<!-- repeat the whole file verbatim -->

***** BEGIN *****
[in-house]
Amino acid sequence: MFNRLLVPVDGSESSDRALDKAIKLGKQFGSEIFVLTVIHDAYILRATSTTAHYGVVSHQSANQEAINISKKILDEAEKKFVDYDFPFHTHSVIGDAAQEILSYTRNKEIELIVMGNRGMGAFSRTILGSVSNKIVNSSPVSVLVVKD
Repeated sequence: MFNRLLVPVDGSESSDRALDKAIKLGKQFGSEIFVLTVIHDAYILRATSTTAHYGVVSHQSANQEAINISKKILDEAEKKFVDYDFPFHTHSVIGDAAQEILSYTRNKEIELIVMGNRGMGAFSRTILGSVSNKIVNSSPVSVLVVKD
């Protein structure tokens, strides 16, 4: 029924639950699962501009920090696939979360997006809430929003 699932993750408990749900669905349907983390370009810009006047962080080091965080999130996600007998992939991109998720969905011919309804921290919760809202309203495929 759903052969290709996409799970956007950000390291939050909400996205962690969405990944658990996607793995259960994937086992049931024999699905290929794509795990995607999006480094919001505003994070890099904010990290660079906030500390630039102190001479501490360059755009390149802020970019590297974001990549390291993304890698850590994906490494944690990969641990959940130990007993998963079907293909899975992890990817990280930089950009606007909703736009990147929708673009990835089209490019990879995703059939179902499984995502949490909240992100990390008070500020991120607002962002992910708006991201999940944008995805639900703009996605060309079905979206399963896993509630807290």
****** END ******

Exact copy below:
[in-house]
Amino acid sequence: MFNRLLVPVDGSESSDRALDKAIKLGKQFGSEIFVLTVIHDAYILRATSTTAHYGVVSHQSANQEAINISKKILDEAEKKFVDYDFPFHTHSVIGDAAQEILSYTRNKEIELIVMGNRGMGAFSRTILGSVSNKIVNSSPVSVLVVKD
Repeated sequence: MFNRLLVPVDGSESSDRALDKAIKLGKQFGSEIFVLTVIHDAYILRATSTTAHYGVVSHQSANQEAINISKKILDEAEKKFVDYDFPFHTHSVIGDAAQEILSYTRNKEIELIVMGNRGMGAFSRTILGSVSNKIVNSSPVSVLVVKD
């Protein structure tokens, strides 16, 4: 029924639950699962501009920090696939979360997006809430929003 699932993750408990749900669905349907983390370009810009006047962080080091965080999130996600007998992939991109998720969905011919309804921290919760809202309203495929 759903052969290709996409799970956007950000390291939050909400996205962690969405990944658990996607793995259960994937086992049931024999699905290929794509795990995607999006480094919001505003994070890099904010990290660079906030500390630039102190001479501490360059755009390149802020970019590297974001990549390291993304890698850590994906490494944690990969641990959940130990007993998963079907293909899975992890990817990280930089950009606007909703736009990147929708673009990835089209490019990879995703059939179902499984995502949490909240992100990390008070500020991120607002962002992910708006991201999940944008995805639900703009996605060309079905979206399963896993509630807290």